Ask Quivira winemaker (sorry, winegrower, as they prefer to call him) Hugh Chappelle for the Cliff Notes version of their style, and this is what you’ll get:
“One foot Old World, one foot New World.”
That’s a pretty darned good summation, based on my recent visit to their Dry Creek Valley winery. I should give you a similar Cliff Notes version of the entire Quivira story, before we get into the wines: A corporate drug company executive (Henry Wendt) gets attracted to a spot in Dry Creek Valley in the `80s, and as a avid fisherman gets upset at the decline in fish population in the nearby creek. Conventional farming is blamed, and a move to sustainable farming and Biodynamics ensues in the mid 2000s, after which Pete and Terri Kight purchase the place. Now they have 93 acres planted primarily to Zinfandel, Sauvignon Blanc, along with a smattering of Rhone varieties such as Viognier, Grenache, and Mourvedre.
Quivira makes about 13,000 cases a year, using fruit from three estate vineyards, with a modest, restrained style that typically garners modest, restrained scores from mainstream wine critics.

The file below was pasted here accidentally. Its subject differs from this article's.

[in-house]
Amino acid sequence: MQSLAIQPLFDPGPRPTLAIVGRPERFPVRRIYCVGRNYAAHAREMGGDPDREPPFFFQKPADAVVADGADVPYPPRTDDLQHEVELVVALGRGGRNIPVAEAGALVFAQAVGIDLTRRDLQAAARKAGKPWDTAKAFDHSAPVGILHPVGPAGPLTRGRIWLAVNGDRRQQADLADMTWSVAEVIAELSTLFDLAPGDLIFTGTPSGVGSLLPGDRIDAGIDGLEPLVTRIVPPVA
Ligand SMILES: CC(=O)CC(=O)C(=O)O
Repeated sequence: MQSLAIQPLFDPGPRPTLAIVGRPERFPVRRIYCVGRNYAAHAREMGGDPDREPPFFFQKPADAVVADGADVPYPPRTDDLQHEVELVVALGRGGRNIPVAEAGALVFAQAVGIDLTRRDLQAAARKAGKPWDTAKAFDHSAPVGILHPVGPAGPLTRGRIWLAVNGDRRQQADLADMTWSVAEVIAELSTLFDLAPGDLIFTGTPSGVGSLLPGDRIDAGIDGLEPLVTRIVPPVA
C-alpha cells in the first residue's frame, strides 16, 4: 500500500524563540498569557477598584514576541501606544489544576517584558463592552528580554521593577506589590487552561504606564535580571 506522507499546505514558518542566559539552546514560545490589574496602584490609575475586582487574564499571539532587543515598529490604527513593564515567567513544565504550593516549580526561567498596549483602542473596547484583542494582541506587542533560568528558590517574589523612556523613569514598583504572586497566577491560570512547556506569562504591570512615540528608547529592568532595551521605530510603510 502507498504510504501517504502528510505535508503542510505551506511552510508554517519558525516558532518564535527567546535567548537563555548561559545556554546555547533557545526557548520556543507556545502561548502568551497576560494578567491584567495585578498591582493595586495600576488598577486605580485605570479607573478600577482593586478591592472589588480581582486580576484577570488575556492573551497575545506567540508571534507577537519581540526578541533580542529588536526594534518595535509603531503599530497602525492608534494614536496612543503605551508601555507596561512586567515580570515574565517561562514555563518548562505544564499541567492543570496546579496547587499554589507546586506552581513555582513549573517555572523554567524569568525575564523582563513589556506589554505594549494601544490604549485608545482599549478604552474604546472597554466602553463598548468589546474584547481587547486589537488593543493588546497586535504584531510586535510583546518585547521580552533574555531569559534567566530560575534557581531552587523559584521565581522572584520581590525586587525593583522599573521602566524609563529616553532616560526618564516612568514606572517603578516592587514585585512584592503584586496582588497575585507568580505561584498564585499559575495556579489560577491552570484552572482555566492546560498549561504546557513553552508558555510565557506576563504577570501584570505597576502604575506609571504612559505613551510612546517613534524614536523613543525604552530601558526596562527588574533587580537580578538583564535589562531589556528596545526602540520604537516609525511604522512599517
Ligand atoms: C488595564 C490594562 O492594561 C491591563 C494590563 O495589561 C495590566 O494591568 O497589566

Which, I think, means that those critics are missing the point of Quivira’s wines, which isn’t about conforming to a preconceived notion of how certain varieties – like Zinfandel – ought to be crafted (presumably into the highest bombast style wines possible). Maybe they’re taking the wild boar on Quivira’s label (a depiction of an adopted pet named Ruby who “died fat and happy” according to the Quivira staff) too literally, and assuming that you can’t make a silk purse out of a sow’s ear? Whatever…
Much of what Quivira seems to be about is turning those conventional notions of Californian Sauvignon Blanc and Zinfandel on their (sow’s) ears…
Read the rest of this stuff »